ERIC Number: ED356385
Record Type: RIE
Publication Date: 1992-Mar
Reference Count: N/A
A View from the Margins: Access to Higher Education for Adults in Inner-City America. Diploma/MA in Continuing Education, Open Seminar Series. Occasional Paper One.
This paper explores two interrelated dimensions of access--opportunities for progression and educational orientation, and offers various insights into what has been termed the "democratic imperative" in American higher education. It also addressed the responsiveness of institutions and faculty in access and other programs to the needs and experiences of an older, more diverse student body. Interview data showed that community colleges provided an entree to post-initial education for many adults and young people from minority and low-income groups. Many poorly educated adults from the inner city progressed from developmental studies to a university degree; some university colleges recruited poorly educated adult workers and used experiential methods to enable many to become effective students. However, many other inner-city students entered developmental programs but dropped out before entering the mainstream. Attrition rates were high in all programs regardless of philosophy or method. Evidence indicated retention rates improved when the curriculum was derived from student experience and related to problems of inner-city life. As for progression, the majority of community college students enrolled for short vocational courses on completion of developmental studies. The choice effectively barred them from the option of transfer to a university. The access cause in universities also seemed on the wane. (Appendixes include 146 references, a 68-item bibliography, and questionnaire.) (YLB)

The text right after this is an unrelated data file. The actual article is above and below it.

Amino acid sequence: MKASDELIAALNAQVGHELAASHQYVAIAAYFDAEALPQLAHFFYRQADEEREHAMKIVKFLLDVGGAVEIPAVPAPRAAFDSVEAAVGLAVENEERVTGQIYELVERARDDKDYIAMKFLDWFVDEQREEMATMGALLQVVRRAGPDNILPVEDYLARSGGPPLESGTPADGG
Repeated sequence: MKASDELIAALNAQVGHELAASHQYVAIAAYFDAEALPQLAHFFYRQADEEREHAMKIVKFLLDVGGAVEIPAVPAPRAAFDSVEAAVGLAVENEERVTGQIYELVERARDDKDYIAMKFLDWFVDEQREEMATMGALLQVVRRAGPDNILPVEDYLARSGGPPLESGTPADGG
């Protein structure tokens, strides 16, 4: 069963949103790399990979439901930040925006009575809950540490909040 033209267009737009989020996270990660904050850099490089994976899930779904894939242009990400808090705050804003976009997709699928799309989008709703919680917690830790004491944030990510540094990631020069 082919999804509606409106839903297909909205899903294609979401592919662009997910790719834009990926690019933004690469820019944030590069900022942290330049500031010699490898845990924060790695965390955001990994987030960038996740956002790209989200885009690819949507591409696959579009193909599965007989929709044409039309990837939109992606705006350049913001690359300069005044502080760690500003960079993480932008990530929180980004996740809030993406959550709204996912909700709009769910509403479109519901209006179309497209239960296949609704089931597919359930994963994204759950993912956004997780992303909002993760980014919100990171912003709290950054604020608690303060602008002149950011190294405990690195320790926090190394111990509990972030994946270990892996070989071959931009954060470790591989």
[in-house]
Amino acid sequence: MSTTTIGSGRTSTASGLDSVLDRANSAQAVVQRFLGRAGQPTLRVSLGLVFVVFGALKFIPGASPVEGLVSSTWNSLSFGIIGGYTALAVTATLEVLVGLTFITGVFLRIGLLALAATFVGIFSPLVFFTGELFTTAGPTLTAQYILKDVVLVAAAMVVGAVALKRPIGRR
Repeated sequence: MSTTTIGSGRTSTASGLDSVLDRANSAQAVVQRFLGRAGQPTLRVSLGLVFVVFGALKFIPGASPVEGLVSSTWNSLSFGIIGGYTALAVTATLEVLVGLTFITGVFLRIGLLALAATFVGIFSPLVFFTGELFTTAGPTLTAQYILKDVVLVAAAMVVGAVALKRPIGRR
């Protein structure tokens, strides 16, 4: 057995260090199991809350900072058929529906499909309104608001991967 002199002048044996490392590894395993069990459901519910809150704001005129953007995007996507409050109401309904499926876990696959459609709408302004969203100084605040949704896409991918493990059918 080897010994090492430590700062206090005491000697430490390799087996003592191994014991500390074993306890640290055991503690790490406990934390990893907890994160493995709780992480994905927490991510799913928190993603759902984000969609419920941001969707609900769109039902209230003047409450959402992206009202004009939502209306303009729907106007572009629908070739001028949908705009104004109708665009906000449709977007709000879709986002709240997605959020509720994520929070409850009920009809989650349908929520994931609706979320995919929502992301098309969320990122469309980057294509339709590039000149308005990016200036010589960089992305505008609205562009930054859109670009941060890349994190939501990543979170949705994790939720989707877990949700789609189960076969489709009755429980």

Descriptors: Access to Education, Adult Education, College Attendance, College Role, Community Colleges, Developmental Studies Programs, Educational Research, Educationally Disadvantaged, Experiential Learning, Foreign Countries, Higher Education, Inner City, Minority Groups, Nontraditional Students, Program Effectiveness, School Holding Power, Student Recruitment, Two Year Colleges, Universities, Withdrawal (Education)
Publication Type: Reports - Research
Education Level: N/A
Authoring Institution: Kent Univ., Canterbury (England).